One-Third of Americans Thought MLK Brought His Assassination Onto Himself

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Martin Luther King, Jr. (Wikipedia Commons)

Martin Luther King Jr. left a lasting legacy in the fight for civil rights. But while his legacy is neatly presented 50 years after his assassination, King’s image was often vilified by most Americans while he was alive. The contradiction was glaring after a recent CBS News Poll found that 85% of Americans believe King made things better for Black people while 70% think his work is still relevant today.

In the midst of his fight for Black liberation, however, King wasn’t receiving much support. A 1966 Gallup poll by Roper Center for Public Opinion Research, obtained by Huff Post, provided some data to support the ill feelings some Americans felt toward King. For instance, only 36% of whites thought King was helping the “the Negro cause of civil rights.” Sixty percent viewed King more negatively than positively.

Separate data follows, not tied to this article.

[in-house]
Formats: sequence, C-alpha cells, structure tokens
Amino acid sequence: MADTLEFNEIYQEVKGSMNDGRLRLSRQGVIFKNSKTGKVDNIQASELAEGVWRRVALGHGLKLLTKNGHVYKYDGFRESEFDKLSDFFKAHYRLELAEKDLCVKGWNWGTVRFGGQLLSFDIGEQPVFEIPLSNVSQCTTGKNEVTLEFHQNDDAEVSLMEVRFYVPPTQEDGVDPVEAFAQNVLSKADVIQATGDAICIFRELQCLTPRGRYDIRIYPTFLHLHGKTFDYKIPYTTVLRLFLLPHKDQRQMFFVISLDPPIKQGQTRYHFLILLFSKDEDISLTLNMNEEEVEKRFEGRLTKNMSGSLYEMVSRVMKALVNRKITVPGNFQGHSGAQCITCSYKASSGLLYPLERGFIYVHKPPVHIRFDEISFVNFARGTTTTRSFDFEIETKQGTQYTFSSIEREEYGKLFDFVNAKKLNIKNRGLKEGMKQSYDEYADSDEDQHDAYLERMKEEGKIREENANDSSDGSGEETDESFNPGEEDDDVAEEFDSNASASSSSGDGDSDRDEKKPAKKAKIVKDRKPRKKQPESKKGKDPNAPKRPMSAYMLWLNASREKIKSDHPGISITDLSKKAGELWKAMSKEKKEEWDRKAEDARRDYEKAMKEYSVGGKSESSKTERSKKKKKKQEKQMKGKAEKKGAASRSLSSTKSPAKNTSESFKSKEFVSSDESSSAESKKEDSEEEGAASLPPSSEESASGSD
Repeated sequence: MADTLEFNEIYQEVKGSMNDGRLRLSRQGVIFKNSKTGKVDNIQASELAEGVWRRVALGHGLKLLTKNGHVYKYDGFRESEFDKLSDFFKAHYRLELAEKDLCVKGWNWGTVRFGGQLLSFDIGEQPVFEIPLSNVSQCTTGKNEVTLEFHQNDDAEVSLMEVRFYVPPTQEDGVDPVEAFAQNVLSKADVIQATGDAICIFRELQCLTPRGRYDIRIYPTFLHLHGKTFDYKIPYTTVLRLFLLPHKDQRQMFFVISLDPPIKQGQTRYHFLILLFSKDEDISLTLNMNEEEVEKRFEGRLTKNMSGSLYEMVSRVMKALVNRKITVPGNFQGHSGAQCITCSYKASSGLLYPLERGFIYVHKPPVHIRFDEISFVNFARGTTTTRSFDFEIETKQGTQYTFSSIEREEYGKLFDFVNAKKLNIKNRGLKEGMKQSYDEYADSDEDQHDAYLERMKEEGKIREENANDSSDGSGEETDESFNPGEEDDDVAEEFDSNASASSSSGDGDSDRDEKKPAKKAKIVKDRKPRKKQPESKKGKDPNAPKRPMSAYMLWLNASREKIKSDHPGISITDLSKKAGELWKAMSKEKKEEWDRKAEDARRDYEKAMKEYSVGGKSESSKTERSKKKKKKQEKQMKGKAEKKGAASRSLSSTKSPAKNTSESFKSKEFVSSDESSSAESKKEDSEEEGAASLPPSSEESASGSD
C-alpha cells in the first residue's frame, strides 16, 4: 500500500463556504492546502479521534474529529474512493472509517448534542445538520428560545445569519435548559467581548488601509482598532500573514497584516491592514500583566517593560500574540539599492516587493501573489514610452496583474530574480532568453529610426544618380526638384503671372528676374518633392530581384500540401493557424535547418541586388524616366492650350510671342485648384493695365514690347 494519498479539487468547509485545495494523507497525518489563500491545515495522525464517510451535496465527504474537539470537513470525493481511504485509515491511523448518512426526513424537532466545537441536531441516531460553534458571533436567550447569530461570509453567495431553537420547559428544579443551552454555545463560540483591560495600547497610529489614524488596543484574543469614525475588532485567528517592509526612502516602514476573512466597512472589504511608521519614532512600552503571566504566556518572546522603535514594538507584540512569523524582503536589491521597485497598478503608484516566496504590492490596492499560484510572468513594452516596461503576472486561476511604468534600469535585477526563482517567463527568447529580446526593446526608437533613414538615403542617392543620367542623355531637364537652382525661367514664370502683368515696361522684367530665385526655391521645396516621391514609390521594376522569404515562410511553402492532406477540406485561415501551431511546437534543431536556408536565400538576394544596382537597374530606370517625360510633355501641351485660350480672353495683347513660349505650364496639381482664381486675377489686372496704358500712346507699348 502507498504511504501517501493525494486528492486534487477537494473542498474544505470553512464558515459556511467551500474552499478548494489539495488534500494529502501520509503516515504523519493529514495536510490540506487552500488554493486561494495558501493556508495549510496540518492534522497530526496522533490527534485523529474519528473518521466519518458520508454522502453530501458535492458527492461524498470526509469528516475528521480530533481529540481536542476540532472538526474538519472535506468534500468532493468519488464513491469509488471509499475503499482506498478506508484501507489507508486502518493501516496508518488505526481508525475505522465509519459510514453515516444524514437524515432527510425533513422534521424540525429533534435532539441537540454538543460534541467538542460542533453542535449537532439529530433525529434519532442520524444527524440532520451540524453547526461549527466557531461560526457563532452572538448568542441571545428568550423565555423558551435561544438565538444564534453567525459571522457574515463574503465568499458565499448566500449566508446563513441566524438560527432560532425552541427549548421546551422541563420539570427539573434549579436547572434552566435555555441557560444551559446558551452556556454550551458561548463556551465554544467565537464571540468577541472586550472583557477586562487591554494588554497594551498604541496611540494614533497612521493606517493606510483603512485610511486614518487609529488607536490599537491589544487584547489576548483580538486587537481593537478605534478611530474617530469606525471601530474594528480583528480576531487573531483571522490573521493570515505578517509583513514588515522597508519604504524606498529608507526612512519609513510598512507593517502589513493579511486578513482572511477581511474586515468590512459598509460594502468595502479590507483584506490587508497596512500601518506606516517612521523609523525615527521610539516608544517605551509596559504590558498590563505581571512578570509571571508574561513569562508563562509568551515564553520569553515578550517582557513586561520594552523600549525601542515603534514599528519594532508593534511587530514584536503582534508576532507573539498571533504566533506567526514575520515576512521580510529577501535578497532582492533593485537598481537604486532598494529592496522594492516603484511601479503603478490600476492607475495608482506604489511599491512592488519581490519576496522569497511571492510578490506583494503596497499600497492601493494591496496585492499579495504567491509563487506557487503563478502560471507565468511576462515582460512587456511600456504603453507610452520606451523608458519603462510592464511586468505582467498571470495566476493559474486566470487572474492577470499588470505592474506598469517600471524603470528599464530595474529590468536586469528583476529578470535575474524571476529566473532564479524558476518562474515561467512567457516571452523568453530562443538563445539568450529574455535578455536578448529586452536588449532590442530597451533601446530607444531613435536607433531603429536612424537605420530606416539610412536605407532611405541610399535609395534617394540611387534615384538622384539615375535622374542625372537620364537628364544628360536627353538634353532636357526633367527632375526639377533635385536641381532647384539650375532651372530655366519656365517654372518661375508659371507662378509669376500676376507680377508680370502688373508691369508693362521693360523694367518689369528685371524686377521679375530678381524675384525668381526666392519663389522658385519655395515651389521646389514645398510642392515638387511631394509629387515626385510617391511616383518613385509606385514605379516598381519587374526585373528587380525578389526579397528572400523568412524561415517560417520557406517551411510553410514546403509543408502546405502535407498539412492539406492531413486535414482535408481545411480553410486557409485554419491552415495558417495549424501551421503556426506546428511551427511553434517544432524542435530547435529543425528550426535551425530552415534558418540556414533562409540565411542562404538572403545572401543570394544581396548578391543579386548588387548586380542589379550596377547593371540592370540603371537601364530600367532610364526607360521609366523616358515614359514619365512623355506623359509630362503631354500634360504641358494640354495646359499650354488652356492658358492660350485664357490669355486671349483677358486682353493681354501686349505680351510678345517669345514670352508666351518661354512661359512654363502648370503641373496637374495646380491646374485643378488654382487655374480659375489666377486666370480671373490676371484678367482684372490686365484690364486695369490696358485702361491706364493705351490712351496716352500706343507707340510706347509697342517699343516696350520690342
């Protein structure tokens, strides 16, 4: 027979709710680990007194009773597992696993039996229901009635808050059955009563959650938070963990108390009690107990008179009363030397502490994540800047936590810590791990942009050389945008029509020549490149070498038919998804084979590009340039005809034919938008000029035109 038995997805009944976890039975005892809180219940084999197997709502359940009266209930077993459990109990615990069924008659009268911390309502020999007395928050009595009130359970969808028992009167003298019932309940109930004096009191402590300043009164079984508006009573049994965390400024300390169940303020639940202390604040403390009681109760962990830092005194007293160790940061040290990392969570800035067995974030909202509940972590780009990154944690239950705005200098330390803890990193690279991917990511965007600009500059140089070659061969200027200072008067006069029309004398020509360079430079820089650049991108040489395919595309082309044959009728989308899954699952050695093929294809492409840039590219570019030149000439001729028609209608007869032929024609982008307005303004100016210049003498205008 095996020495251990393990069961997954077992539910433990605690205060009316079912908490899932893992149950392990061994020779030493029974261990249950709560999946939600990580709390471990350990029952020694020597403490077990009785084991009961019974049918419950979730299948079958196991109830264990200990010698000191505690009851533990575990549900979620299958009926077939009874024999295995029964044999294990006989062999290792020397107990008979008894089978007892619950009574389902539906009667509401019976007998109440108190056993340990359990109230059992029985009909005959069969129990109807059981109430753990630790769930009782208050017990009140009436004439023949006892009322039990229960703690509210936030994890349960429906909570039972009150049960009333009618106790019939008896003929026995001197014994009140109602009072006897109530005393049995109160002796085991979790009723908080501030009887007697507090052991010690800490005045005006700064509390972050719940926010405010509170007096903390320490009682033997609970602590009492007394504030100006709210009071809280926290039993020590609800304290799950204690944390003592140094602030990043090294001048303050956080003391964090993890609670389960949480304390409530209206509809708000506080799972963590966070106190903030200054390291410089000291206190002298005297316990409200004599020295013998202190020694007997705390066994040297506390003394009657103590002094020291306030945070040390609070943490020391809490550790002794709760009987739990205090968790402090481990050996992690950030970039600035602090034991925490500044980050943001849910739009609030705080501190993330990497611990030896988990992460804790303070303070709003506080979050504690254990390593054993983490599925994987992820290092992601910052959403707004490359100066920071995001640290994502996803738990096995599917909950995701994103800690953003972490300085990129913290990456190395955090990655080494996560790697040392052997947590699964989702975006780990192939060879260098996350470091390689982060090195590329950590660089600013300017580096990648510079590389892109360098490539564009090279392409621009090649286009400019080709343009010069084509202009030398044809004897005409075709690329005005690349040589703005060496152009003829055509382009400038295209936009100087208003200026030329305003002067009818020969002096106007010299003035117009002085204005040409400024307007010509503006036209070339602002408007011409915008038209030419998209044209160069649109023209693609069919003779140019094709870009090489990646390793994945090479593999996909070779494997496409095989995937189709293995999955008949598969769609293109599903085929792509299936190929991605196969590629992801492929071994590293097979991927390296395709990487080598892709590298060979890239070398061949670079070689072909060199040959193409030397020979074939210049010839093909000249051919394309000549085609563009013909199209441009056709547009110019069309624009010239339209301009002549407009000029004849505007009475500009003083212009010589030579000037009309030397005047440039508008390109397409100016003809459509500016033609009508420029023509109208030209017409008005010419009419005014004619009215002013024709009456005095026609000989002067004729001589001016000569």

And despite graphic images of King and his supporters being bit by dogs, beaten by cops in what is now known as Bloody Sunday and numerous inspirational speeches later, after King was assassinated, 31% of Americans believed he “brought it on himself.” The man convicted of killing him received countless fan mail and letters of encouragement. One letter read, “King stirred up violence and caused many to lose their lives.”

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